The Best Thermostat Settings for Two Story Houses
Determining the best thermostat settings for a two story house is an interesting challenge with a number of factors to take into account. For example:
- do you have a thermostat on each level
- do you have individual thermostat controls at each ventilation/heating outlet throughout the house
- where do occupants spend their time at different points of the day
and probably most importantly
- what is your personal preference
- and, what compromises do you need to make to keep everyone in the building relatively happy!
In this post we lay out some of the points to think about, and provide some general rules to optimise your thermostat settings.
So why is finding the correct setting a challenge?
Well, essentially it comes down to three things
Hot air rises, cold air falls. In a two story house it’s difficult to avoid this effect (unless you have well insulated doors and ceilings between the different levels of your house). So however you setup your heating and ventilation system you will always be working with the fact that air is circulating around the house – depending on relative temperatures.
Also, there is an insulation effect. If your roof and walls are well insulated, then the summer heat and winter cold will have less effect on internal temperature – thus making the job of heating/cooling the space easier.
- Do you want the space cooler than outside, warmer than outside, or neutral? Each scenario potentially requires a different approach.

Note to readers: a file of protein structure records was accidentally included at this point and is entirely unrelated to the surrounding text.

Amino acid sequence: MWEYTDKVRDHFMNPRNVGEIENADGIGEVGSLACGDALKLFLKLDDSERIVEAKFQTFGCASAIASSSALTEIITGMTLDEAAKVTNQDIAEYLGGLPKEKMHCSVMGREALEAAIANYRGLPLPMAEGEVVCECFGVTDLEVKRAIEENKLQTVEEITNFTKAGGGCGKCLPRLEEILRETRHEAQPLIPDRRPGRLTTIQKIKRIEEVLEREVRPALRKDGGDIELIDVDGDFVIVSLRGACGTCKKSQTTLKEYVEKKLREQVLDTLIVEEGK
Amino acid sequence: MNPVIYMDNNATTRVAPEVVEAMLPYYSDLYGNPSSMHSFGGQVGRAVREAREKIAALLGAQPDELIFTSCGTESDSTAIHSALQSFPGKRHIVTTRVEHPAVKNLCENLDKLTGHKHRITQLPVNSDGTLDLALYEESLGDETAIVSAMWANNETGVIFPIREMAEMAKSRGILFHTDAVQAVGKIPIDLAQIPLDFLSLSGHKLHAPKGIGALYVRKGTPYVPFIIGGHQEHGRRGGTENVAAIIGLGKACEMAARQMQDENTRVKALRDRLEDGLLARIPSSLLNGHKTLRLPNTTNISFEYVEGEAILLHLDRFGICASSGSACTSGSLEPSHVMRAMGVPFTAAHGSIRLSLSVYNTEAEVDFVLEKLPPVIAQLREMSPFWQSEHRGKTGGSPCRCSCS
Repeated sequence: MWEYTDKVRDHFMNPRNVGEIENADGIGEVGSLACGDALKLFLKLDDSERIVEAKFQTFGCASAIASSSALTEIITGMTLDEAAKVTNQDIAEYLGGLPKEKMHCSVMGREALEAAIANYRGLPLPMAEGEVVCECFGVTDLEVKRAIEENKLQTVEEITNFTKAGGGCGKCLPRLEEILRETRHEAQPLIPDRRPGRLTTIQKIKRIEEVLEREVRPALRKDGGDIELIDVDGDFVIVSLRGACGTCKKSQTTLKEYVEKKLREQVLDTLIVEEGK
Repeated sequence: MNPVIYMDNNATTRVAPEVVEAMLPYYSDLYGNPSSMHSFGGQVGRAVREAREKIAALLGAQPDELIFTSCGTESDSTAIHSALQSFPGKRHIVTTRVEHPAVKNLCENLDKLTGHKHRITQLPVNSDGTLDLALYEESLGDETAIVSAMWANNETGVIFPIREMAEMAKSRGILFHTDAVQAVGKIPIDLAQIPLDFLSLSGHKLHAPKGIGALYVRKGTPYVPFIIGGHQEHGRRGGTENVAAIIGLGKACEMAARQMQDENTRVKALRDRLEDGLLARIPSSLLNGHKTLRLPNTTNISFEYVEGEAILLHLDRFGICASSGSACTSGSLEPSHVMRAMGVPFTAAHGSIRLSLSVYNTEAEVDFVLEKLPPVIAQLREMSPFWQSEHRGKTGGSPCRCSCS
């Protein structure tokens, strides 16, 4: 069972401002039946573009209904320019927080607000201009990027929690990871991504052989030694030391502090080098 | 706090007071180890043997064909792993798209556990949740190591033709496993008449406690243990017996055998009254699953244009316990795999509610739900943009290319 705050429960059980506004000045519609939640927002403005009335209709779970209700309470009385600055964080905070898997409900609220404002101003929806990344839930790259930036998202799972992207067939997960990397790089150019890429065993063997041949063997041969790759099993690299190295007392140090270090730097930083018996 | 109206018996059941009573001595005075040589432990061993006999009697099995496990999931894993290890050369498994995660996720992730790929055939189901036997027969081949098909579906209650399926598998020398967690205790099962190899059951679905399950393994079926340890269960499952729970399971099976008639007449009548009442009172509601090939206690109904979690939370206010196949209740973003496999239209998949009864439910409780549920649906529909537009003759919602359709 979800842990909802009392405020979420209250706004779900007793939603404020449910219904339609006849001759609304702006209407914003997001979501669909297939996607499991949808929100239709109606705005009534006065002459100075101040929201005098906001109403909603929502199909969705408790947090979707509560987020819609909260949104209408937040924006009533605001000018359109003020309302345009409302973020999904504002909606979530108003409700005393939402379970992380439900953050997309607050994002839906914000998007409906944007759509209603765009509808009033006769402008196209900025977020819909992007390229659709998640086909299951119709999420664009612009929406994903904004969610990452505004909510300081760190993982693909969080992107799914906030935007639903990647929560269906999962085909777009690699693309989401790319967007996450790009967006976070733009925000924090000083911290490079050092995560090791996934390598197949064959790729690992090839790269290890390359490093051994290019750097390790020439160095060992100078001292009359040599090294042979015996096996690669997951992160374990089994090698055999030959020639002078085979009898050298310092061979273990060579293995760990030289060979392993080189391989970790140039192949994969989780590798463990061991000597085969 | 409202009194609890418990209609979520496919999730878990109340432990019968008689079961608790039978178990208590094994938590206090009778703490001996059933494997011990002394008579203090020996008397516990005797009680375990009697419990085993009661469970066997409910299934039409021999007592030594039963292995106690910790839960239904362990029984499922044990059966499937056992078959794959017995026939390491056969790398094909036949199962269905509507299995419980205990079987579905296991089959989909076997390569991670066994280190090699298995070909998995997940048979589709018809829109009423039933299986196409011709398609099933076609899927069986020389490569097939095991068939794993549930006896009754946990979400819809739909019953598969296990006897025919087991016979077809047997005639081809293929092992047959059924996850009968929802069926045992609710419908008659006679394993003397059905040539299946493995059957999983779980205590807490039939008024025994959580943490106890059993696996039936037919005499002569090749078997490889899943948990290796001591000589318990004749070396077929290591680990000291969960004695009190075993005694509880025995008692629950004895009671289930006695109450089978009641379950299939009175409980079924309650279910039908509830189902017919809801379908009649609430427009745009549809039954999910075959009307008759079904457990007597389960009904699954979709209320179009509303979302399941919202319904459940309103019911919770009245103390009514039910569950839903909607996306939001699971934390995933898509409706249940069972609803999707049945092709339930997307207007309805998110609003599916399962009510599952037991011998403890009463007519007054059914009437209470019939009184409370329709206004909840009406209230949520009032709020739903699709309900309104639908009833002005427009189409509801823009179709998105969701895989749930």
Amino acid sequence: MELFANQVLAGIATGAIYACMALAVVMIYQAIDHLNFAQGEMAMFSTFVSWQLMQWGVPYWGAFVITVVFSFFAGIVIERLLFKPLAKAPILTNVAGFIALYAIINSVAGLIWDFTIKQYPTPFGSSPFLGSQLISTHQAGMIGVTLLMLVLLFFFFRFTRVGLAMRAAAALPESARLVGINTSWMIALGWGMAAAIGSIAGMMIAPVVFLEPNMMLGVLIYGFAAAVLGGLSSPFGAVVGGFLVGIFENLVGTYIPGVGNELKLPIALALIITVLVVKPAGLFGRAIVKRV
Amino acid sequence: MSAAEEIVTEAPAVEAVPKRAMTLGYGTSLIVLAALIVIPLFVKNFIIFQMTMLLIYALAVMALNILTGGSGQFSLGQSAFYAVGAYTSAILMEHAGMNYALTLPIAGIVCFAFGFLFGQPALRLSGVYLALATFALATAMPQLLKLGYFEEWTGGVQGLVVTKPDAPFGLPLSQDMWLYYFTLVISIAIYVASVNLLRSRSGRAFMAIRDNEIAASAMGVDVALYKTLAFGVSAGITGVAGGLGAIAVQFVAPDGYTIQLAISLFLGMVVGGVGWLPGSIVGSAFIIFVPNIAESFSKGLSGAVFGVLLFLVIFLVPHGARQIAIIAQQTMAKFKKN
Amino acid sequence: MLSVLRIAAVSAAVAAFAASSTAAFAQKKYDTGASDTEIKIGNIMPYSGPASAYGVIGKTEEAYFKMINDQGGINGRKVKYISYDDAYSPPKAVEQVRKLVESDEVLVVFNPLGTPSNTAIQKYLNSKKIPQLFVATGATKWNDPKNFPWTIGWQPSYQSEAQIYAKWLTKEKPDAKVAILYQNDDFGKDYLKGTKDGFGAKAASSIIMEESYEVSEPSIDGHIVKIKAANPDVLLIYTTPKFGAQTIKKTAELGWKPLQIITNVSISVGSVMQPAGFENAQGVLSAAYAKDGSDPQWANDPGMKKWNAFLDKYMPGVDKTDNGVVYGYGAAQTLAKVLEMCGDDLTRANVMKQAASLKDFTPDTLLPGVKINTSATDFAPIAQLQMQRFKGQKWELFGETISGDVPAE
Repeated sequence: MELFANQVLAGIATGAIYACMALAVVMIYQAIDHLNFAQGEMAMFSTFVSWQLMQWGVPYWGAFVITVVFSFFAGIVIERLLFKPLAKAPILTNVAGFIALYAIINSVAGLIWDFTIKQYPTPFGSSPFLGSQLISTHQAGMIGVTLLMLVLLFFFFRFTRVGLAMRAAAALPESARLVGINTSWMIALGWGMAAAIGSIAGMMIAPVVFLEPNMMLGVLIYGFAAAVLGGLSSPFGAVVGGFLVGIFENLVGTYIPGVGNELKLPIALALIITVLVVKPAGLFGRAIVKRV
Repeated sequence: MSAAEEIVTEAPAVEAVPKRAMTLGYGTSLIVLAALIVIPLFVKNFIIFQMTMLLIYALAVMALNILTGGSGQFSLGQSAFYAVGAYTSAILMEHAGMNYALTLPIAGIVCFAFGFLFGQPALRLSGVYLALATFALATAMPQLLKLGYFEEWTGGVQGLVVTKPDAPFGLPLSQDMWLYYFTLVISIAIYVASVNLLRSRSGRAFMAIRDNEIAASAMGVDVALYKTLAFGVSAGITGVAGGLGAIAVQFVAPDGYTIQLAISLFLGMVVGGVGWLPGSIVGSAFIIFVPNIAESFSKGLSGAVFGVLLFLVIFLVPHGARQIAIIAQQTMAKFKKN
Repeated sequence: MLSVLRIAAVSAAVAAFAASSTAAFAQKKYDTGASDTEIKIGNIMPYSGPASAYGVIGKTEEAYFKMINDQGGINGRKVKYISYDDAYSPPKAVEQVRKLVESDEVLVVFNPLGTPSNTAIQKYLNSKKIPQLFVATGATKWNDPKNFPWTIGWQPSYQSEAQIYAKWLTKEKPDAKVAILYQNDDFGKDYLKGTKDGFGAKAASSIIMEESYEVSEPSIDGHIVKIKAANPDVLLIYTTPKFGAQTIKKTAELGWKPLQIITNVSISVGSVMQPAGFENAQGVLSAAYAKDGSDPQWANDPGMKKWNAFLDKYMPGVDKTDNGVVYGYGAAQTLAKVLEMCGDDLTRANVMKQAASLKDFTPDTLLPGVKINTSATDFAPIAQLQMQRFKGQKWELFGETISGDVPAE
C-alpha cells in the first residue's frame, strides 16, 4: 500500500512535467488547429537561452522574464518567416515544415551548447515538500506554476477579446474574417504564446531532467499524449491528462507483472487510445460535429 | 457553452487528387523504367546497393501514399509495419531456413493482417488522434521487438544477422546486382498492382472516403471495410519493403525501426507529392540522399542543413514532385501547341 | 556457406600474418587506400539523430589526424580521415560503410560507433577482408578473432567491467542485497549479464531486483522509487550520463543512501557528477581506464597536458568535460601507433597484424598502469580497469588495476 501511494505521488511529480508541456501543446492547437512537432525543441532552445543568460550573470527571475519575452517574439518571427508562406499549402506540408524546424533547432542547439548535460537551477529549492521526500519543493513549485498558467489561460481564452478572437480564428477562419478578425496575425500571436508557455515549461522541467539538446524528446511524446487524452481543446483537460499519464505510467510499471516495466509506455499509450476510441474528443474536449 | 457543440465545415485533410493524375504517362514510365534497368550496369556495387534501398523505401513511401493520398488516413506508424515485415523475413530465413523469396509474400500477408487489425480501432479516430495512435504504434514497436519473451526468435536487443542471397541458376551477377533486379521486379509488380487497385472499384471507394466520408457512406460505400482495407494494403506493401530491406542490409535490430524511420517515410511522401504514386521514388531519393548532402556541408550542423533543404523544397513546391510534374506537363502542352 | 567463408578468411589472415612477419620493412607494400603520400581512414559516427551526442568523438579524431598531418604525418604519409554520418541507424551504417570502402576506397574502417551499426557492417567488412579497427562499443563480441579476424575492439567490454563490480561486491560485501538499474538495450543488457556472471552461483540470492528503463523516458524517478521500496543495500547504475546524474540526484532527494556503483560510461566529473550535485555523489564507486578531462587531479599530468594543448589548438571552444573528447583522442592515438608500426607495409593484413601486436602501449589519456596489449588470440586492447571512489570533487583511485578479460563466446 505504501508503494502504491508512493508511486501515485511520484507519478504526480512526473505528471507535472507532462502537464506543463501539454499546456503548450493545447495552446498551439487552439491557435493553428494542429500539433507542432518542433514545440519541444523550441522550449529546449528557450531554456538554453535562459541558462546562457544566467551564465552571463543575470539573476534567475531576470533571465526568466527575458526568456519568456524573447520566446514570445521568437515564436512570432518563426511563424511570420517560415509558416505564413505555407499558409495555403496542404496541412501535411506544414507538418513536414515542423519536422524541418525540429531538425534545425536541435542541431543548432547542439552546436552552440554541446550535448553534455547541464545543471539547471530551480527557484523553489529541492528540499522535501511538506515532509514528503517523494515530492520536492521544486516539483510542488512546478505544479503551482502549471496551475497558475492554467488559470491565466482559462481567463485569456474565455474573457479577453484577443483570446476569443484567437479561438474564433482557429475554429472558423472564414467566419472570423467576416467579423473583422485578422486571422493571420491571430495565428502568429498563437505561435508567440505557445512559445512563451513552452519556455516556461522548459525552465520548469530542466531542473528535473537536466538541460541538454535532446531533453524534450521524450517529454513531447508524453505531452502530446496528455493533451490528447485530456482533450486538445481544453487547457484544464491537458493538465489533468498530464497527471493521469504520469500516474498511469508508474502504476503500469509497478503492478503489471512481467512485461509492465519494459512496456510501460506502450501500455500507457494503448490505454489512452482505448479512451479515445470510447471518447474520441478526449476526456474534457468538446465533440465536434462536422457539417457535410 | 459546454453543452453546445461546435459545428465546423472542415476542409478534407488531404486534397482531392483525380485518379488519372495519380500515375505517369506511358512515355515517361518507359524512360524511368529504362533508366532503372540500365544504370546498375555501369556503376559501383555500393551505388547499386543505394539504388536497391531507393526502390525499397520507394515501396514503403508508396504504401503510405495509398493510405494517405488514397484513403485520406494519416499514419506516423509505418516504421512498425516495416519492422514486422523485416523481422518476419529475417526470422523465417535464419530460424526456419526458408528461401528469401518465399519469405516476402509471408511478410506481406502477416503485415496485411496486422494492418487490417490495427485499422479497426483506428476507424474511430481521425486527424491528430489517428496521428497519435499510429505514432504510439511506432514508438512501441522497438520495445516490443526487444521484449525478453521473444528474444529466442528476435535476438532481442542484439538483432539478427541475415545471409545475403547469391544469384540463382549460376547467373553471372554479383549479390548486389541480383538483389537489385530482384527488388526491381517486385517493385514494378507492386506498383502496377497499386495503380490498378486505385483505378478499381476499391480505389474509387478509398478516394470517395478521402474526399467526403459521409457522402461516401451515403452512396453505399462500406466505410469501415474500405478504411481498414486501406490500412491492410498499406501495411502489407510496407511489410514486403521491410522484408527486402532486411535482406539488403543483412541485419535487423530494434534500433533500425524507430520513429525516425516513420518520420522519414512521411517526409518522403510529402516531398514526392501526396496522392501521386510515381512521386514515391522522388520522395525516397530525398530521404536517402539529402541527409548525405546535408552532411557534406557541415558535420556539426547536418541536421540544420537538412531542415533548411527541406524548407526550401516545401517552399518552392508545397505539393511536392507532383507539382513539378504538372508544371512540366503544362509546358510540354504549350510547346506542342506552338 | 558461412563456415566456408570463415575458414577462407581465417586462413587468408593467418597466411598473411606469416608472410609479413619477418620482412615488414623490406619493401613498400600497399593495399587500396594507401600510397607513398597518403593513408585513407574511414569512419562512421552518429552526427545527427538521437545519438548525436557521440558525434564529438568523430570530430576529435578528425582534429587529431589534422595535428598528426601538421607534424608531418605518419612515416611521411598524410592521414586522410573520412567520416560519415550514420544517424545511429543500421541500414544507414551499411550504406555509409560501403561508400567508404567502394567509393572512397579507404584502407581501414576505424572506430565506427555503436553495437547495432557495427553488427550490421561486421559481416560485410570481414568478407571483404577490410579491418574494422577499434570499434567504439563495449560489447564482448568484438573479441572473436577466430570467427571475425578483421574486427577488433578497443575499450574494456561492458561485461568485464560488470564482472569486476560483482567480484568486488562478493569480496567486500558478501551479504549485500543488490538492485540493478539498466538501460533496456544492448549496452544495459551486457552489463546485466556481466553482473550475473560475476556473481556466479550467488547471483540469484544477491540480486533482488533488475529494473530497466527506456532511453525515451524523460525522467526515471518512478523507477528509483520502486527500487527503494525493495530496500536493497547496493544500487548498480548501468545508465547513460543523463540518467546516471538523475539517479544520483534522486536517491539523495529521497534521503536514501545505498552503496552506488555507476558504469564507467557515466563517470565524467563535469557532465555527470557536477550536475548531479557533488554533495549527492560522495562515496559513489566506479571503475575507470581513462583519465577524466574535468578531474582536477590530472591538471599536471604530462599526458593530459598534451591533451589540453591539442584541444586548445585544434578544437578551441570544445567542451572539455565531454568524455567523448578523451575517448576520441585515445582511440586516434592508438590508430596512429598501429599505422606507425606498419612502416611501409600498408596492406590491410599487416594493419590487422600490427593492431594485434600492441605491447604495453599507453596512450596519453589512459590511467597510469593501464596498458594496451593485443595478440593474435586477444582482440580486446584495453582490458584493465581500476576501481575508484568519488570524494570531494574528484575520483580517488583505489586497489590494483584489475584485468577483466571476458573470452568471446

- Is it enough to manage the temperature where the occupants are, or do you want the temperature managed throughout the house?
For a two story house you’re going to get better results by splitting the two floors into different zones – each with their own thermostat. This gives you some ability to work with the natural air circulation in the house, rather than fighting it.
With one zone (and one thermostat) you have to accept more differentiation in temperature throughout the house – and you might end up carrying the thermostat around with you to optimise the temperature where you are!
And the solution?
In general, in the colder months, set the thermostat on the lower floor to be a degree or two higher than the setting on the upper floor (if you’ve got three floors, the same principle applies – so you will have three different settings, each one a degree or two lower as you go up through the house). In the warmer months you do the reverse – set the thermostat on the lower floor to be a degree or two lower than the setting on the upper floor.
The actual temperature you set is really a personal preference. Thermostat settings that people use might range from 65 degrees fahrenheit to 75F (18C to 24C) when warming the house in the colder months, and from 72 degrees fahrenheit to 77F (22C to 25C) when cooling the house in the hotter months
The reason for the difference across the seasons?
It’s just a question of managing you heating to optimise the cost of running the system as much as getting the right temperature – so you might accept a slightly warmer than comfortable house in the warmer months (though probably not a colder than comfortable house in the colder months!).
To summarise, there are three general rules for deciding the best thermostat settings for a two story house
Remember, hot air rises, cold air falls – so if you set the different levels of your house to slightly higher or lower temperatures (depending on the season) you will make cost effective use of this basic principle
The right temperature for you
Only you and the other people who occupy the space can determine the right temperature in the space. This can take some negotiation and compromise – the temperature guidelines given above are a good baseline to start from
Experiment and learn
As you try out different things and learn about the space you are in you will find the best thermostat settings for you – it really can’t be specified by someone else. Follow the guidelines above to get started, but remember, this is about achieving the right temperature in your house that works for you and your family. It’s not about proving or disproving the theory!